To one degree or another, everyone with lung cancer feels fatigue (tiredness). You can help the person with cancer deal with fatigue in several ways. Encouraging the person with cancer to keep moving and helping with sleep are basic things that can reduce fatigue. Preventing weight loss and making sure they know it is good to ask for help are also worthwhile.
Even if the person with cancer takes all these steps, fatigue may still become an issue caused by a variety of things. The body creates cytokines in response to inflammation, and these cytokines cause fatigue, weight loss, and loss of appetite. Cancer that is increasing in size needs nutrients for its rapidly growing cells and can “steal” energy from the rest of the body.
When helping figure out how best to handle fatigue, there are some basic questions that you can bring up for discussion with his or her support team and health care providers:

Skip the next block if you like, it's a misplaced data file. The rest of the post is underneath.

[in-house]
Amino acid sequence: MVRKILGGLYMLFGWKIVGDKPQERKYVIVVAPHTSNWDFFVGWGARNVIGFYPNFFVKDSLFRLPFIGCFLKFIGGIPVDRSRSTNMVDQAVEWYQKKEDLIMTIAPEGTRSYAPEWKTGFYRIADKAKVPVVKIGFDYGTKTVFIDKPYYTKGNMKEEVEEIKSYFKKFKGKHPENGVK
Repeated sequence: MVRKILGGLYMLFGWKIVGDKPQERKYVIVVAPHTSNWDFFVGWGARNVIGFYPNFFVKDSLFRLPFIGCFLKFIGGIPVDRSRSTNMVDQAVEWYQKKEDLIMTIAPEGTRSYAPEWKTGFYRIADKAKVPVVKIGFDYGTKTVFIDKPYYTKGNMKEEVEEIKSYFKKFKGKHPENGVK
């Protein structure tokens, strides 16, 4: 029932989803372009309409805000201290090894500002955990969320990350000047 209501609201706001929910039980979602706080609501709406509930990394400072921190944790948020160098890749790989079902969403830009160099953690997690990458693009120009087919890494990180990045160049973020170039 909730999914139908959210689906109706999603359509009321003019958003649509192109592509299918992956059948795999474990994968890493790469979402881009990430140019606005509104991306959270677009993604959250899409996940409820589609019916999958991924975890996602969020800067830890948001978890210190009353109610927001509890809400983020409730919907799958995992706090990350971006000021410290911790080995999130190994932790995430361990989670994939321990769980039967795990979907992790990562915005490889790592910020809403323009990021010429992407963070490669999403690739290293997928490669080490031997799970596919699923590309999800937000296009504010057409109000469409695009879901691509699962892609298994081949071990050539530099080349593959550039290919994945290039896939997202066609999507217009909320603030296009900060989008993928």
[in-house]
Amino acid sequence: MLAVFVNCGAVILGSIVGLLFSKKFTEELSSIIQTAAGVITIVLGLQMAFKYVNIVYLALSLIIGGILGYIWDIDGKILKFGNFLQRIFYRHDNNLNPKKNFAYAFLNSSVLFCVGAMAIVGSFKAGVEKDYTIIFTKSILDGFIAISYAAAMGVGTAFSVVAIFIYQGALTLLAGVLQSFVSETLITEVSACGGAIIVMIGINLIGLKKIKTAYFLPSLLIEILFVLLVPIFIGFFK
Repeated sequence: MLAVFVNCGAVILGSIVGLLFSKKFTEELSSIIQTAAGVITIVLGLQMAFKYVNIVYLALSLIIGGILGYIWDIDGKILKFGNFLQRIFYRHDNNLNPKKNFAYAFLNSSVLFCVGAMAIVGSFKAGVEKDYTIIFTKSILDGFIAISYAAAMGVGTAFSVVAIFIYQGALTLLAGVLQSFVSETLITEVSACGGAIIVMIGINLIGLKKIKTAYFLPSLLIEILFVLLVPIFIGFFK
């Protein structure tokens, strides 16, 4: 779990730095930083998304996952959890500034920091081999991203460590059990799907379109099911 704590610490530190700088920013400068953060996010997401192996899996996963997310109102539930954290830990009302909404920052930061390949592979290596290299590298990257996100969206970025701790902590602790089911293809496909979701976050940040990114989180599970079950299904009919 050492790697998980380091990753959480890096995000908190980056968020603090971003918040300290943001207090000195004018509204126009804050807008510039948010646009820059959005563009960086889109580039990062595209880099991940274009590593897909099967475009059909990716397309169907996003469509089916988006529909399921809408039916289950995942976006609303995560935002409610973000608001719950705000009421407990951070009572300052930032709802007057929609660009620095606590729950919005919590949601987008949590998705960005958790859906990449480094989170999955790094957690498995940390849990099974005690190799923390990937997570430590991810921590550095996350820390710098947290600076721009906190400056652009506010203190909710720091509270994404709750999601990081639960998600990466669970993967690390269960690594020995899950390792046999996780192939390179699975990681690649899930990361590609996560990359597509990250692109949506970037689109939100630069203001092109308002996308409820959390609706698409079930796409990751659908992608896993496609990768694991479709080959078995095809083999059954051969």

- Sleep problems: is the patient’s sleep disturbed because of pain, shortness of breath, treatment side effects, or anxiety?
- Mood: is the person with cancer worried, depressed, or blue?
- Treatment: is the person with cancer more fatigued after radiation or chemotherapy? Are there any medications causing the person with cancer to feel more tired?
- Could anemia be causing the fatigue?
- What type of exercise can the person with cancer safely do?
- Is the person with cancer a candidate for pulmonary rehabilitation?
- Could low oxygen in the blood be the problem?
Opioid Medication and Addiction